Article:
Knowledge Center: — FAQ’s —- DEBT/COLLECTION TERMS —- STATUTE OF LIMITATIONS —- MILITARY DEBT —- COLLECTION PROCESS
Statute of Limitations
What is a statute of limitations?
When referring to debt, it is the length of time a creditor or collector has to take legal action against you. Once this time has past, they cannot pursue judgements against you or try to get a lien or garnishment of your wages.
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How long can an old debt be pursued
There is no limit to how long an old debt can be pursued. If you do actually owe the money, then the debt remains. If it is past the statute of limitations for your state, the creditor can no longer take you to court and you do have the ability to send a written request to have the collector stop contacting you.
Should I pay off a debt that’s past the statute of limitations?
It’s always a good idea to pay legitimate collection debts. Paying or settling collections will end the harassing phone calls and collection letters, and it can improve your credit rating. You should always request that the collector validate the debt in question before you pay anything. If you do owe the debt, you really need to weigh the amount you owe against the negative impact it has on your credit rating.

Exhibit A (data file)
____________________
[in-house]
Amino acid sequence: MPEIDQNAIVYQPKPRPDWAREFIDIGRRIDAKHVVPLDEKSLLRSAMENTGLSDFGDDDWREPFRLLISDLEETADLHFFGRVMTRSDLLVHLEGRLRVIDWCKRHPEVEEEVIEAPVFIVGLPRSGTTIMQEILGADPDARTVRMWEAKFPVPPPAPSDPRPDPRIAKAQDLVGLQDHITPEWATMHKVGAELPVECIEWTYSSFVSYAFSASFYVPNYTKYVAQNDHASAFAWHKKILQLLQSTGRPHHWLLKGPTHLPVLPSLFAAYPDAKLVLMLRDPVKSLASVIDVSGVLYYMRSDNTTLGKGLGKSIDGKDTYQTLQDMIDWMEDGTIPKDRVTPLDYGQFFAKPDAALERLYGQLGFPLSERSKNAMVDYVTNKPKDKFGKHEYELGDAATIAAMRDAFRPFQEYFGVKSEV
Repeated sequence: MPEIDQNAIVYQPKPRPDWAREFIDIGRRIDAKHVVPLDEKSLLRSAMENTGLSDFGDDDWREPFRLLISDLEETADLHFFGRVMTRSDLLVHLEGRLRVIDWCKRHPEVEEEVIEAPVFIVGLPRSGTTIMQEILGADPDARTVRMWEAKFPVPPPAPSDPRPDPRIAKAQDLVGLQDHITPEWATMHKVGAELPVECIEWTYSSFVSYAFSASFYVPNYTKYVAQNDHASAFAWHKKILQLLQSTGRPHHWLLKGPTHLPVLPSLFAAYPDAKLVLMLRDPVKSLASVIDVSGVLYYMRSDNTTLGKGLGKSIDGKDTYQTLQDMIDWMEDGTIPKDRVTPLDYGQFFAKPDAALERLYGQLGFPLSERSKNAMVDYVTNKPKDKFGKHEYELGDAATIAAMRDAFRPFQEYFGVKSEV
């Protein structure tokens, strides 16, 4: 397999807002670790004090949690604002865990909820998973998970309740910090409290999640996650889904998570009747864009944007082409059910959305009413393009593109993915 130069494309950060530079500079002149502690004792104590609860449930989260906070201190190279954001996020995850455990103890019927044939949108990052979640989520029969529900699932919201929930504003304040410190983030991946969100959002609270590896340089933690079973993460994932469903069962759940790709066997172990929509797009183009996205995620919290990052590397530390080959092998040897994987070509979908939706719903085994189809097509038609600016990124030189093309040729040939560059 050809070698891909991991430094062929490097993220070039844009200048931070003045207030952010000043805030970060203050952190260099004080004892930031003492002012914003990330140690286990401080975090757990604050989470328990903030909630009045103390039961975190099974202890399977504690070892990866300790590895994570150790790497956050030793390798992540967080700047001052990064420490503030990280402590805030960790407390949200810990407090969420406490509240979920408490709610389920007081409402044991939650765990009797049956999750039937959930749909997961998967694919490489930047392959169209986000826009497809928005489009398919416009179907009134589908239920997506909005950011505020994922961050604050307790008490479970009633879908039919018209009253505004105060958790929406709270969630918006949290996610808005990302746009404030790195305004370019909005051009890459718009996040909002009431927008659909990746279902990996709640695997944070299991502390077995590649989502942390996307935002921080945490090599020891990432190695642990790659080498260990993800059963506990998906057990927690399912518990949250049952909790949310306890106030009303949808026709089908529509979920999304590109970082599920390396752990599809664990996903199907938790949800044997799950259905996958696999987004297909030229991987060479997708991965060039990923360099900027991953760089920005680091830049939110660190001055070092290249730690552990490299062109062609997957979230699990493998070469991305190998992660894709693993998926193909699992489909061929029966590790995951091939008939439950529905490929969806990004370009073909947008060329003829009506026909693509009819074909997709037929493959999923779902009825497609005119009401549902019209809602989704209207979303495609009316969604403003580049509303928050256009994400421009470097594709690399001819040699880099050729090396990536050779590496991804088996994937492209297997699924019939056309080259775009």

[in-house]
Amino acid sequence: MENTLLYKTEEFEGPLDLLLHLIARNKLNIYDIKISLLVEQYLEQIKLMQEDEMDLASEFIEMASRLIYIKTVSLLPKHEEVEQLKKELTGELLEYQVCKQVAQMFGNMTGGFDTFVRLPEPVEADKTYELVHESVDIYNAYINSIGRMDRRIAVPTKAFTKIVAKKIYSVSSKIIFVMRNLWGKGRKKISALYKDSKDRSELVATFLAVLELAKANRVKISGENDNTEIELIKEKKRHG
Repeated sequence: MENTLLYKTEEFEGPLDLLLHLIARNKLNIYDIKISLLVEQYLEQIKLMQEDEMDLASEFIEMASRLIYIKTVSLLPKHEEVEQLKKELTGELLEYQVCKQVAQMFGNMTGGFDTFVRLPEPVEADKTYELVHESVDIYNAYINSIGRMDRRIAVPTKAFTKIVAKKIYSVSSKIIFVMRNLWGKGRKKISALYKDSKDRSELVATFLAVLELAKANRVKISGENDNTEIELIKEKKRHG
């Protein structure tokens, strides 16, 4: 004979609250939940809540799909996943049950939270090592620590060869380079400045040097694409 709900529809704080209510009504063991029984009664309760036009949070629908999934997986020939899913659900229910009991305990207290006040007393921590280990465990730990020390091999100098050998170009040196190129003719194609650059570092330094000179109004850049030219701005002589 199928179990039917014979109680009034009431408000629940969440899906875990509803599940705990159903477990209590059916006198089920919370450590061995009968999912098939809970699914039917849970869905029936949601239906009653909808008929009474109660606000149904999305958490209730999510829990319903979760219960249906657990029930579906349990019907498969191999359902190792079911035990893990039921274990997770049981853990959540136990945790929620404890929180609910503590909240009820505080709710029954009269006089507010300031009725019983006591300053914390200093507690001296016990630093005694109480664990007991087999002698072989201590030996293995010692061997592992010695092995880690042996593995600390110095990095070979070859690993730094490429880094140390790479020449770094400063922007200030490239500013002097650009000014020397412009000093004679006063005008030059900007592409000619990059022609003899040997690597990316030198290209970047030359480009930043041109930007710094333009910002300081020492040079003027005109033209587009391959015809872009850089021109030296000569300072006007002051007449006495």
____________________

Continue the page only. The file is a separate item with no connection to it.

How will a debt that’s past the statute of limitations affect my credit report?
Since you technically still owe the debt, it will lower your credit score and make it more difficult to get new credit.
Even if you pay off the debt, it can stay on your credit report as part of your credit history. Credit bureaus are strongly against allowing a creditor to agree to remove an item if you agree to pay it off because doing so will be less accurate.
Usually though, your credit score will improve if you pay off old debts even though the record remains on your credit report.
Can the statute of limitations be extended?
The Federal Trade Commission notes that in certain states, if you agree to payment arrangements or make a payment the debt is revived and the statute of limitations is reset. So you need to be very careful how you deal with older debts.
Once a debt is past the statute of limitations, is it ‘erased’?
No. This doesn’t erase the debt. You still owe the money and it can still show up on your credit report as a negative line item. Collection accounts can remain on your report for over 7 years.
Statute of Limitations laws vary from state to state. The chart below shows the differences time in years for each state jurisdiction.
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